I recently saw a website advertisement entitled, “Startup Financing Docs.” This ad was apparently soliciting business owners – both actual and hopeful – who were looking to raise capital from individuals and venture capitalists. Its luring message was something along the lines of “download actual PPM that raised $20 million from individuals and VCs!” I thought, how impressive that sounds. What was more impressive was its discount-like price of ‘under $100.’ Assuming a user is confident in his or her prospective investors’ ability and willingness to capitalize the project, this might sound almost like buying a guaranteed-to-win lottery ticket. The investment cost for such a form was barely noticeable in contrast to the huge returns its use promised to bestow on the business owner.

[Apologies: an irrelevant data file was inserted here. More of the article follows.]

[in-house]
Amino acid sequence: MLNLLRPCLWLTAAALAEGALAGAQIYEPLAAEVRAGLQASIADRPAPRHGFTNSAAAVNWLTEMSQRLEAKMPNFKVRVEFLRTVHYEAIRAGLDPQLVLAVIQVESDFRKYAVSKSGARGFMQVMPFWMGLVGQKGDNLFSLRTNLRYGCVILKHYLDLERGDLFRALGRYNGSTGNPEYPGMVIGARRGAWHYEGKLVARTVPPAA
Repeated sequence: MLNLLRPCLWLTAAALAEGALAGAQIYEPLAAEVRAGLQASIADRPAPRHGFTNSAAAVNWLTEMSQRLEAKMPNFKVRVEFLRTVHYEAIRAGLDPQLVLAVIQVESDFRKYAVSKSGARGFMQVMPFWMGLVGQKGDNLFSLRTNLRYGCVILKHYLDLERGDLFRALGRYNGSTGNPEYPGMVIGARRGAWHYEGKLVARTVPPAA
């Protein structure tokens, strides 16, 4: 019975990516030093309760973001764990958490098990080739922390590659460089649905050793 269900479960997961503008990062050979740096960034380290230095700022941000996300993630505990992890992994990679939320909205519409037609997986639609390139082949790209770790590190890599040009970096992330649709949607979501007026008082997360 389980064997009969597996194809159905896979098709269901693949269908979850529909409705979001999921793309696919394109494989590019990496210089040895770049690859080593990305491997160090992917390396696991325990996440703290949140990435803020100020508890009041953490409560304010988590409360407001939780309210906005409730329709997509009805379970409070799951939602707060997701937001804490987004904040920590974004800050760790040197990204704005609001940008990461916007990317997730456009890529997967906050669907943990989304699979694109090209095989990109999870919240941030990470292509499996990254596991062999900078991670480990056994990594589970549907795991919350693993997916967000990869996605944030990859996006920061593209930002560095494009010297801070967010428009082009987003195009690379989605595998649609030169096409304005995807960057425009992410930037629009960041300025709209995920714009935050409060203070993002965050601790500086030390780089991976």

I didn’t have to perform much research to see this mirage for what it was. This offer to sell a business owner a form legal document (at any cost) for the purpose of raising capital seemed analogous to a cardiac surgeon’s offer to sell to a heart attack victim in need of a bypass a scalpel that was previously used in another open heart surgery. Even if the patient were able to perform the surgery on himself, he certainly wouldn’t want a used tool.

Documents used in capital-raising efforts and securities offerings are similar to the surgical tool. One size certainly does not fit all. Each situation is unique, and one certainly does not use the tool on oneself. Not only does every transaction deserve the individual attention of someone whose assessment of the situation is independent of the business owner’s, it requires that attention. Surely, banks and their attorneys attend to every detail in preparing mortgages and other loan documents necessary to secure the bank’s interests, as well they should. Similarly, a business owner must use all available resources to carefully prepare for and execute any transaction, but especially raising money from investors. It may be worth $20 million.

Jon A. Schmaltz

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